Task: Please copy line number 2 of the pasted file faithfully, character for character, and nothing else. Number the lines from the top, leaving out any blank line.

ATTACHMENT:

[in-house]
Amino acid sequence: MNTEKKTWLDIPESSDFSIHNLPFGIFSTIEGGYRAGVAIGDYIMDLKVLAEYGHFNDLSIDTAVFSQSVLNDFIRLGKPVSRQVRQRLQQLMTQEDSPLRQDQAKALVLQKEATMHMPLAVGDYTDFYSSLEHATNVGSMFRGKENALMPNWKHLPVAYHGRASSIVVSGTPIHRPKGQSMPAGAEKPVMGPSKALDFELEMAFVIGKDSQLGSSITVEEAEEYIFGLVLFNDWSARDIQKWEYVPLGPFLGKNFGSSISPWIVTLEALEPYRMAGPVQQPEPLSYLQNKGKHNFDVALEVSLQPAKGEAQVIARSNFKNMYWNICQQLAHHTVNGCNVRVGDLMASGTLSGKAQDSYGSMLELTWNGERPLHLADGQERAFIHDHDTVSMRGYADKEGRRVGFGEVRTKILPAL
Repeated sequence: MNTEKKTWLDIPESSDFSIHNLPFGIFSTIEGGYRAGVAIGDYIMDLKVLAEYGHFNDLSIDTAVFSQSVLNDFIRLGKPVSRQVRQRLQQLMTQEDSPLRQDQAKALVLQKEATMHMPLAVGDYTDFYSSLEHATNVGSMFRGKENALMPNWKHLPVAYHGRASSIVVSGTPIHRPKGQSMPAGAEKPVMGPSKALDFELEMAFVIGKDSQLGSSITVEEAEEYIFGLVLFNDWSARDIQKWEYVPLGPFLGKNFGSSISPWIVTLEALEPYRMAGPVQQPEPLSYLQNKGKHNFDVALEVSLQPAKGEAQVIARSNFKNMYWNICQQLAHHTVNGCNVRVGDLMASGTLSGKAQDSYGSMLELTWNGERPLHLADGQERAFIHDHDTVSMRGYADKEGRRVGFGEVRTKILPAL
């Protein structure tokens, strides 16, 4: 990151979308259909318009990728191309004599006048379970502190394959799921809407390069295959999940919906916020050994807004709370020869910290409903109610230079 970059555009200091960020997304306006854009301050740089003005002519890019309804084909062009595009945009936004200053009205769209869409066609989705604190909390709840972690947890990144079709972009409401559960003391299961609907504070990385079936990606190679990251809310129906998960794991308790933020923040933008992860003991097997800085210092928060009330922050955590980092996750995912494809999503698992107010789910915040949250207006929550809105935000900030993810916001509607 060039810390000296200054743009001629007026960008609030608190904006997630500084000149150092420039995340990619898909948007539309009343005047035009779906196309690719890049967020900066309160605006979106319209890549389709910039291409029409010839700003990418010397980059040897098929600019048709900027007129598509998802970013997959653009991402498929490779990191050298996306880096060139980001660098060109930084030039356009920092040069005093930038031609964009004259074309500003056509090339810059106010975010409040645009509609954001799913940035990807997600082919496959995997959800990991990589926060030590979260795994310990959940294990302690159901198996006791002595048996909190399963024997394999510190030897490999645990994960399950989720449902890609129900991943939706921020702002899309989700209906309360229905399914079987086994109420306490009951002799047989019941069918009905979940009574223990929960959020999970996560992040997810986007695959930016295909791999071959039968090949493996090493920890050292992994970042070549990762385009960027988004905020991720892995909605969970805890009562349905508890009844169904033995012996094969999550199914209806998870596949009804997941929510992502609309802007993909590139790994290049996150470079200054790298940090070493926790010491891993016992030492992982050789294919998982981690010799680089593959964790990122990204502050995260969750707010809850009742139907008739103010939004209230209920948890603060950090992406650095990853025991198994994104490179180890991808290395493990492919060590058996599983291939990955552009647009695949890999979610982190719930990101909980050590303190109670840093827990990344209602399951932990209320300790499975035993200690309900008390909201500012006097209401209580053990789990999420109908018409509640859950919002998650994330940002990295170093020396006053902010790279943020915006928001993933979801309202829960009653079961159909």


Amino acid sequence: MNTEKKTWLDIPESSDFSIHNLPFGIFSTIEGGYRAGVAIGDYIMDLKVLAEYGHFNDLSIDTAVFSQSVLNDFIRLGKPVSRQVRQRLQQLMTQEDSPLRQDQAKALVLQKEATMHMPLAVGDYTDFYSSLEHATNVGSMFRGKENALMPNWKHLPVAYHGRASSIVVSGTPIHRPKGQSMPAGAEKPVMGPSKALDFELEMAFVIGKDSQLGSSITVEEAEEYIFGLVLFNDWSARDIQKWEYVPLGPFLGKNFGSSISPWIVTLEALEPYRMAGPVQQPEPLSYLQNKGKHNFDVALEVSLQPAKGEAQVIARSNFKNMYWNICQQLAHHTVNGCNVRVGDLMASGTLSGKAQDSYGSMLELTWNGERPLHLADGQERAFIHDHDTVSMRGYADKEGRRVGFGEVRTKILPAL